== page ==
The Etiquette of the Dojo
(This is Kendo; Gordon Warner & Junzo Sasamori; 1964)
The regulations prescribed by kendo authorities are carefully followed in the social and official life of the kendoist. As a rule, each of these customs has been handed down from ancient times and is continued as a part of kendo. The following rules of etiquette are observed wherever kendo is taught.
1. Whenever a kendoist enters or leaves a dojo, he/she bows in greeting or farewell to those present.
2. A kendoist bows to his opponent at the start and finish of each practice.
3. A kendoist does not smoke in a dojo, unless invited to so.
4. A kendoist does not wear a hat in the dojo.
5. When kendoists are wearing dogu (fencing equipment) and are in a sitting position on the dojo floor, it is customary to walk in back of them.
6. A kendoist never steps over or hits a shinai with his/her feet when it is placed to the left of a seated kendoist or when the kote and men are place in apposition on the floor.
7. A kendoist never touches the dogu of another kendoist.
8. Always upon entering or leaving the dojo, a kendoist greets or takes leave of the head teacher first.
9. Generally the beginners or kendoists of lowest rank will kneel in seiza opposite the yudansha (person of higher grade level) or to their right.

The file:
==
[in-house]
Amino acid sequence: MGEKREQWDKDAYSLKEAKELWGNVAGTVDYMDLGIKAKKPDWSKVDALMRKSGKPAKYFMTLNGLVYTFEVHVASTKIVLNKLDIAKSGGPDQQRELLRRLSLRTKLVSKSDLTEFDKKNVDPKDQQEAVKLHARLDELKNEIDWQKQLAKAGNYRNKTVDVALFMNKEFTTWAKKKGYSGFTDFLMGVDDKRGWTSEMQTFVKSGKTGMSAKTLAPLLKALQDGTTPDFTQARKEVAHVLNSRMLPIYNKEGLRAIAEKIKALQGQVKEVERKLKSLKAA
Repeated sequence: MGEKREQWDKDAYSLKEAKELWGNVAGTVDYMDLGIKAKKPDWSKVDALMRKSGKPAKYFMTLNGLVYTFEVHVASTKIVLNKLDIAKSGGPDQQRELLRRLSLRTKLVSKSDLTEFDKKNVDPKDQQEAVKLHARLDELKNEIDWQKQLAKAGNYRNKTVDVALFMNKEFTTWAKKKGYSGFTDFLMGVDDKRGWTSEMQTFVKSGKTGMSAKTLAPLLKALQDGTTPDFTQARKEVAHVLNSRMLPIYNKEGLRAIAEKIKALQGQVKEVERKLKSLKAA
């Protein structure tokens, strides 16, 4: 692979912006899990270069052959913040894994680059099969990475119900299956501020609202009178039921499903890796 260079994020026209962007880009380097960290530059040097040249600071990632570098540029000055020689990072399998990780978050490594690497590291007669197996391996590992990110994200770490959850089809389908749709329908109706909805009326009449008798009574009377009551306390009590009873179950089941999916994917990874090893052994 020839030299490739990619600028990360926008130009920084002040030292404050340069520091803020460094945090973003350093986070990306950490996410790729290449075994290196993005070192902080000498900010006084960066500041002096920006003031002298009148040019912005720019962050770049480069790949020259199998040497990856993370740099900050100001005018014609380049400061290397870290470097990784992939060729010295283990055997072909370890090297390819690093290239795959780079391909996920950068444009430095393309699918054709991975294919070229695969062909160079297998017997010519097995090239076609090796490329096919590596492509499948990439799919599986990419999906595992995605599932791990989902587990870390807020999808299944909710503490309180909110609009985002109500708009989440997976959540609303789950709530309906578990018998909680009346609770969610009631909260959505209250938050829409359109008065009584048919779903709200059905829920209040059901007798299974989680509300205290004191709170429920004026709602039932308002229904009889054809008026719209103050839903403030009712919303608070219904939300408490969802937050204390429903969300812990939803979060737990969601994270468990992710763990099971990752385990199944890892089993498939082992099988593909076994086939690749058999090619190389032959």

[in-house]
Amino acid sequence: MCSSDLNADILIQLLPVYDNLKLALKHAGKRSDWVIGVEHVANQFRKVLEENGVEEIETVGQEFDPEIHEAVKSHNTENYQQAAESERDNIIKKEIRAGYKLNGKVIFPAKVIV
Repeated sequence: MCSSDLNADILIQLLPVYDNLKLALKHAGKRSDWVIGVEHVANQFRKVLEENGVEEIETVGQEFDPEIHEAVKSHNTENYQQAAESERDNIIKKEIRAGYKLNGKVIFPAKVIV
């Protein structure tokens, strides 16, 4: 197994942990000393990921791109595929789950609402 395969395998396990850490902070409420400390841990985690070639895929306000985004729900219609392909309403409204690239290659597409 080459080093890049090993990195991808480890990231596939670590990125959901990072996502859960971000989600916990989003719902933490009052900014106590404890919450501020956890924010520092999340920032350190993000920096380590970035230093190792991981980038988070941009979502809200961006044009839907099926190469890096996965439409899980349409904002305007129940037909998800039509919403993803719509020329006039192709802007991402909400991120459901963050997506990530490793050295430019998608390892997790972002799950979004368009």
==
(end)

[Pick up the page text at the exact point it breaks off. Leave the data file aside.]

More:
10. In a practice, the beginning kendoist takes his position facing the yudansha.
11. It is important to remember that the student always stands at the practice area and awaits the teacher’s instructions.
12. If a piece of armor comes untied, practice must be stopped, and the opponent kendoist will remain in position while the repair is made and the equipment is finally inspected. In a match, time is called so that such repair can be made. When the opponents are ready to resume practice (or the match), each will stand and bow before continuing.
Every member must practice these forms of etiquette not only in the dojo but throughout their journey on the “road” of kendo. I believe that we should not only memorize these procedures but learn how each of these “lessons” could apply to our daily living style.